Sonoma County voters this November may be asked to approve a quarter-cent sales tax to repair much of the county’s ailing road network.
The proposed tax would raise an estimated $537 million over 20 years, or about $20 million annually, with the proceeds divided between the county and its nine cities through a formula weighing population and the number of road miles in each jurisdiction.
The move is primarily driven by the county, which has faced a political firestorm at least since 2010 over the degrading condition of its road network, consistently rated among the worst in the Bay Area. County officials say they don’t have the money needed to fix the problem as quickly as the public demands.
“We can continue with the status quo, which is slow and steady,” said Board Chairman David Rabbitt. “Or we can bump it up, accelerate it, and get the road network into good condition and keep it there.”
The Board of Supervisors is set to decide whether to place the measure on the ballot at its July 29 meeting.
The tax measure would be the long-sought puzzle piece to shore up the county’s beleaguered road network, which has suffered under dwindling or flat funding levels for years.
Last month, supervisors approved a long-term plan that would address the issue by committing $200 million over the next decade to improving more than half of the 1,370-mile county-controlled road system. The plan lacked details on a funding source but mentioned a sales tax as one option.
The draft ballot proposal was released this week in an agenda packet for the Sonoma County Transportation Authority, which could administer the new sales tax program if it advances to the November ballot and passes. It would need a two-thirds majority for approval.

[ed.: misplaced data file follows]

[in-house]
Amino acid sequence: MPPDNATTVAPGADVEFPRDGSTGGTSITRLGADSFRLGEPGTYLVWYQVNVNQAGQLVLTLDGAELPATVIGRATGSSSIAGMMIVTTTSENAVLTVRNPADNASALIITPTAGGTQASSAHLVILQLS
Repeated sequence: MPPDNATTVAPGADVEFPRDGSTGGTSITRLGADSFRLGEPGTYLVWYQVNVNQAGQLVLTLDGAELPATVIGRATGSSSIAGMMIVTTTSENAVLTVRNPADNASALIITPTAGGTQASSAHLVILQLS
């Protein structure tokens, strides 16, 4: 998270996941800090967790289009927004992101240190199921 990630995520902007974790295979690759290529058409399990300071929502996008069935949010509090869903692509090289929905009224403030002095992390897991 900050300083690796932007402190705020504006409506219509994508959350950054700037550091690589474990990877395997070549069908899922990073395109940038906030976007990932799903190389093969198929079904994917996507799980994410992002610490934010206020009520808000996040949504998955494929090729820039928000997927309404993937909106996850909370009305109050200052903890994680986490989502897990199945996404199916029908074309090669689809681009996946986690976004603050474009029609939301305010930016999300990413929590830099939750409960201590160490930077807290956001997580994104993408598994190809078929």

Sonoma County already has two quarter-cent sales tax measures for transportation infrastructure — Measure M for highway improvements, commuter rail and local road projects, and Measure Q for commuter rail — as well as a quarter-cent sales tax to fund open space preservation. On top of those countywide taxes, cities have their own sales tax measures.
The Sonoma County Taxpayers’ Association has not taken a formal position ahead of the Aug. 8 deadline to place a measure on the November ballot. Members of the group say they will back a sales tax for roads if the county agrees to certain conditions, including a commitment from the county to continue to rein in pension costs tied to county employees.
“There are circumstances that we could consider supporting a road tax,” said Jack Atkin, president of the group. “Our view is that no matter what the county or cities say taxes are for — parks or roads — they’re really for pensions.”
The tax money should be dedicated for roads funding, Atkin said.
The draft proposal says the 20-year sales tax measure would be used to “maintain, resurface and pave local streets and roads; fill potholes; improve traffic flow and mobility; and enhance safety.” It would require an audit to ensure the funds are being spent as mandated and would allow officials to issue bonds to finance road work.
Advocates for more road funding were happy to hear that the sales tax measure was moving forward, but encouraged the county to continue to fund road maintenance and not count on a sales tax as the only revenue source.